Synovial tissue research: A state-of-the-art review

Carl Orr, Elsa Sousa, David L. Boyle, Maya H. Buch, Christopher D. Buckley, Juan D. Cañete, Anca I. Catrina, Ernest H.S. Choy, Paul Emery, Ursula Fearon, Andrew Filer, Danielle Gerlag, Frances Humby, John D. Isaacs, Søren A. Just, Bernard R. Lauwerys, Benoit Le Goff, Antonio Manzo, Trudy McGarry, Iain B. McInnesAurélie Najm, Constantino Pitzalis, Arthur Pratt, Malcolm Smith, Paul P. Tak, Sander Tas, Rogier Thurlings, João E. Fonseca, Douglas J. Veale

    Research output: Contribution to journalReview articlepeer-review

    68 Citations (Scopus)

    Abstract

    The synovium is the major target tissue of inflammatory arthritides such as rheumatoid arthritis. The study of synovial tissue has advanced considerably throughout the past few decades from arthroplasty and blind needle biopsy to the use of arthroscopic and ultrasonographic technologies that enable easier visualization and improve the reliability of synovial biopsies. Rapid progress has been made in using synovial tissue to study disease pathogenesis, to stratify patients, to discover biomarkers and novel targets, and to validate therapies, and this progress has been facilitated by increasingly diverse and sophisticated analytical and technological approaches. In this Review, we describe these approaches, and summarize how their use in synovial tissue research has improved our understanding of rheumatoid arthritis and identified candidate biomarkers that could be used in disease diagnosis and stratification, as well as in predicting disease course and treatment response.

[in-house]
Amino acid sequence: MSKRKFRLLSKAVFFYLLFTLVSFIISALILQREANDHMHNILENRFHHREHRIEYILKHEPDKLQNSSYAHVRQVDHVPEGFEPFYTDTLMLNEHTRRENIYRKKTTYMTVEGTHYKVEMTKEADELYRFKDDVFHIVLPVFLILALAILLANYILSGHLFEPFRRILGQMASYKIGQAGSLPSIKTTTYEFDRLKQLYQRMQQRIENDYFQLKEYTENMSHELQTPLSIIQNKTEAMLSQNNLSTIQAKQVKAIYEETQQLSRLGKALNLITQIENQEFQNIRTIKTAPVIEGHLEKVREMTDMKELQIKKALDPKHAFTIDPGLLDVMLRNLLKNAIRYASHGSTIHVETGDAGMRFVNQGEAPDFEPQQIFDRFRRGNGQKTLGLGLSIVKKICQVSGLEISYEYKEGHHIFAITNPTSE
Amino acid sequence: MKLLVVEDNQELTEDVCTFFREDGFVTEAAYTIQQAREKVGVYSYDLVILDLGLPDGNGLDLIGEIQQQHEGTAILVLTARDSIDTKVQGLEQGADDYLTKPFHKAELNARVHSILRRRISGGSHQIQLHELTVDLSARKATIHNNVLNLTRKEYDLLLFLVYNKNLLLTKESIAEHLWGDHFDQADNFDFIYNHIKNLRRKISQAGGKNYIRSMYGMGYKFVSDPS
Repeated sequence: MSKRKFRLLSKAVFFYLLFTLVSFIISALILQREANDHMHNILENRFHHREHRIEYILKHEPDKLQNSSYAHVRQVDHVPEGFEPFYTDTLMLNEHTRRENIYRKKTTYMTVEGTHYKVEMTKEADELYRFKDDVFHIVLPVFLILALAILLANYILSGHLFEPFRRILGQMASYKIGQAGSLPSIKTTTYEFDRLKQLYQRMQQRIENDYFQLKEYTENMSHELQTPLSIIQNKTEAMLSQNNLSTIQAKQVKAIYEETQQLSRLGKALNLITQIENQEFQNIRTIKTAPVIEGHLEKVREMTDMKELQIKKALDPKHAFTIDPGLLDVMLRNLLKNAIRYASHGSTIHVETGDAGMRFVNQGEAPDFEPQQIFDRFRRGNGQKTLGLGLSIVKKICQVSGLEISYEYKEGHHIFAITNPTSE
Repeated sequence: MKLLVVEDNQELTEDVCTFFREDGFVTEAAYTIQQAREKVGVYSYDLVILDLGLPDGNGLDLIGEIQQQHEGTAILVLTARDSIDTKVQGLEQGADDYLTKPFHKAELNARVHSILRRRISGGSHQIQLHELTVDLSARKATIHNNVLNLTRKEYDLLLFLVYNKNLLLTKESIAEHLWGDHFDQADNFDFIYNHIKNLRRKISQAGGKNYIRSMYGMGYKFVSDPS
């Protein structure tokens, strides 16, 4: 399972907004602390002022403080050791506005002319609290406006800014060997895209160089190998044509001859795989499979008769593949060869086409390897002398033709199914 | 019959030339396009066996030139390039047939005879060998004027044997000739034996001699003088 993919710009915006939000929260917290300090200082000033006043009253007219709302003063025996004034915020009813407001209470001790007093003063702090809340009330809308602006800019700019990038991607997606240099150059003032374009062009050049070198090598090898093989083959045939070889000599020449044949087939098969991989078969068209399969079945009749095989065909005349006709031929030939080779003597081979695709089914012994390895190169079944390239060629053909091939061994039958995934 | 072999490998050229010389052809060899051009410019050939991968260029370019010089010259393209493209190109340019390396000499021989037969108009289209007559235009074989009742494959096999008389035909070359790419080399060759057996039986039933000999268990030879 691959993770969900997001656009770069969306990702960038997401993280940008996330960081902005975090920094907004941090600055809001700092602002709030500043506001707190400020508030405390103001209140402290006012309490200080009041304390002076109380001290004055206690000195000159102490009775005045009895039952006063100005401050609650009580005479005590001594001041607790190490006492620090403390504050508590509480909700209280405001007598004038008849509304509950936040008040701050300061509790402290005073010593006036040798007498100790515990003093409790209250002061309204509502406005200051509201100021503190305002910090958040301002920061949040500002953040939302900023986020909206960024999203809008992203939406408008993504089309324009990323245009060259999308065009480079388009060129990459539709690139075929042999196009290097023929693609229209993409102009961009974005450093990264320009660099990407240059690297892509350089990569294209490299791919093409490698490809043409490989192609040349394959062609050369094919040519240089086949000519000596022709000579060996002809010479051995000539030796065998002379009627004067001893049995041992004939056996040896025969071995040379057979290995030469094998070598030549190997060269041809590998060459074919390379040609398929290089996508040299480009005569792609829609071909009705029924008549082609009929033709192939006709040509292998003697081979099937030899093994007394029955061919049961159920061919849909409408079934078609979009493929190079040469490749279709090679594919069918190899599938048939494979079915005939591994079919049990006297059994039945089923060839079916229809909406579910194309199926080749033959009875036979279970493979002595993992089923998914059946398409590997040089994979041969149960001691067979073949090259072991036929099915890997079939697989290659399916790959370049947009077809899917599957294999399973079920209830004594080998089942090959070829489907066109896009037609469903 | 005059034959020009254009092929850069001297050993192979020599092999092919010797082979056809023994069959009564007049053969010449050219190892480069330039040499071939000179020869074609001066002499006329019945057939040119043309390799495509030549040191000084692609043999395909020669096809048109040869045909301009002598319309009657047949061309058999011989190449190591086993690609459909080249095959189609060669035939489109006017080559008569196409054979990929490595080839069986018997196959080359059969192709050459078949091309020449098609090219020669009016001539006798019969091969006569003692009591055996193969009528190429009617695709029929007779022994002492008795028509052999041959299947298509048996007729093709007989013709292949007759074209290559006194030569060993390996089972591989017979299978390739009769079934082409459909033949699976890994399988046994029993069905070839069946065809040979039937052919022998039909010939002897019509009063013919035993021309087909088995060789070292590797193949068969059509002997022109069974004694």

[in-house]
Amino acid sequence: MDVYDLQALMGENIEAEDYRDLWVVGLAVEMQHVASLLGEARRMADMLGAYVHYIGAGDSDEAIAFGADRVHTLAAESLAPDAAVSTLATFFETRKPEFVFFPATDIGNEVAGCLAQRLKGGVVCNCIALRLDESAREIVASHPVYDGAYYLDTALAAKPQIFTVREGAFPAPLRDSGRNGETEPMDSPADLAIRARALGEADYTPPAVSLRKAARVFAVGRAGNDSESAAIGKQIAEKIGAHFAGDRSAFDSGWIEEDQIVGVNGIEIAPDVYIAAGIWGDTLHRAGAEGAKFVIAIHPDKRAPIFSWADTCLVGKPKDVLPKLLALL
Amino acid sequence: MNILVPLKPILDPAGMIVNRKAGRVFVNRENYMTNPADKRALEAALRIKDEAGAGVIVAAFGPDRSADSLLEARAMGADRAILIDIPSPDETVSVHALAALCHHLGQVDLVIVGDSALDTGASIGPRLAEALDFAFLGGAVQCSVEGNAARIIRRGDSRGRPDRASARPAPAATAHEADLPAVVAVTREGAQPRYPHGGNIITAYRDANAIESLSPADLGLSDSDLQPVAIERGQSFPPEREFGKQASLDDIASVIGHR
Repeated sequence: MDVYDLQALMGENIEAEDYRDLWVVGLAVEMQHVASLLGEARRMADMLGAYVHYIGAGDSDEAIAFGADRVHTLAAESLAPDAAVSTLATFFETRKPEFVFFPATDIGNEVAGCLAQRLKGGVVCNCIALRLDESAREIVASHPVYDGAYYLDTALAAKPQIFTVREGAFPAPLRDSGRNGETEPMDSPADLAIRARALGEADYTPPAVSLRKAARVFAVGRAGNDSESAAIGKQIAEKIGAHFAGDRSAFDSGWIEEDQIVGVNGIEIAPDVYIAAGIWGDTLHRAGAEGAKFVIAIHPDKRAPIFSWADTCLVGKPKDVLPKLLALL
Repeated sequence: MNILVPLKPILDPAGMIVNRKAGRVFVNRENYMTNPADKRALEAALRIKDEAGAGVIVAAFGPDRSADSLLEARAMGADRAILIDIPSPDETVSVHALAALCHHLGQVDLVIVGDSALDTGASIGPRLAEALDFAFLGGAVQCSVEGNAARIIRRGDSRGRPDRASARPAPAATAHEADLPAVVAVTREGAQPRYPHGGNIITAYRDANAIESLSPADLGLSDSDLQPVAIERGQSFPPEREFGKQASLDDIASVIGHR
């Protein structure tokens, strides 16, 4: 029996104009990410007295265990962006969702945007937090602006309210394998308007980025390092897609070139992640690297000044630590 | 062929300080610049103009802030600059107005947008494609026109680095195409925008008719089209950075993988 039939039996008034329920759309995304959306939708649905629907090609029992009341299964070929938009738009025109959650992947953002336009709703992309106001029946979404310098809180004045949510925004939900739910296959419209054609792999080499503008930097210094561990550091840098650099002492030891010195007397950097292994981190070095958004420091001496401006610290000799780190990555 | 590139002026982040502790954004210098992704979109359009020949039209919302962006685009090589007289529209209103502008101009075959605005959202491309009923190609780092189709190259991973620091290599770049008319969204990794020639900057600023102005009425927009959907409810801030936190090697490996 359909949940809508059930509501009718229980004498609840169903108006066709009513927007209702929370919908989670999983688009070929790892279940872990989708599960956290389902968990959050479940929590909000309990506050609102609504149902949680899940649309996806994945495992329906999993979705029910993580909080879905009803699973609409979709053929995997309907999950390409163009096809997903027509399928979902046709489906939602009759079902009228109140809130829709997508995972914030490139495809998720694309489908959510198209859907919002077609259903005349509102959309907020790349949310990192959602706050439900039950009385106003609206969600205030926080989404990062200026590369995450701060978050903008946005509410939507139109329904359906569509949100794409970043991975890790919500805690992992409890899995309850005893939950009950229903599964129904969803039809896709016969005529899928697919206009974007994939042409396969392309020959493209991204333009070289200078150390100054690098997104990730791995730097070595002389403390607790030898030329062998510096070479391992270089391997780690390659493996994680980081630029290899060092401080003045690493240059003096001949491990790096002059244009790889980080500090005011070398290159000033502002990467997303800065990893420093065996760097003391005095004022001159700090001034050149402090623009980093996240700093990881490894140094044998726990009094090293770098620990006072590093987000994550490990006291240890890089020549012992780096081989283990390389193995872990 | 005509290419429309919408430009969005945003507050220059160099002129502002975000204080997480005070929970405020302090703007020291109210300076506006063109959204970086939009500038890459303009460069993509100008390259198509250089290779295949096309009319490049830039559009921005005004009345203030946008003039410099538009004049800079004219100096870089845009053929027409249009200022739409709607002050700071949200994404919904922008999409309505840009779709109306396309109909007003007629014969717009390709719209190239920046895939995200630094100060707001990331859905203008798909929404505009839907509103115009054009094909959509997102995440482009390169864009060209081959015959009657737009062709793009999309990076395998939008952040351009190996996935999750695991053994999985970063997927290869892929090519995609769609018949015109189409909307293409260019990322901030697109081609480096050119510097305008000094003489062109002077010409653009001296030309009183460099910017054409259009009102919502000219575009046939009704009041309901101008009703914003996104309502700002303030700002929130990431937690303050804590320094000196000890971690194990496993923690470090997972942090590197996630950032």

Original languageEnglish
    Pages (from-to)463-475
    Number of pages13
    JournalNature Reviews Rheumatology
    Volume13
    Issue number8
    DOIs
    Publication statusPublished - Aug 2017

    Keywords

    • diagnostic markers
    • Rheumatoid arthritis
    • synovial tissue
    • arthritides
    • disease pathogenesis

    Fingerprint Dive into the research topics of 'Synovial tissue research: A state-of-the-art review'. Together they form a unique fingerprint.

    Cite this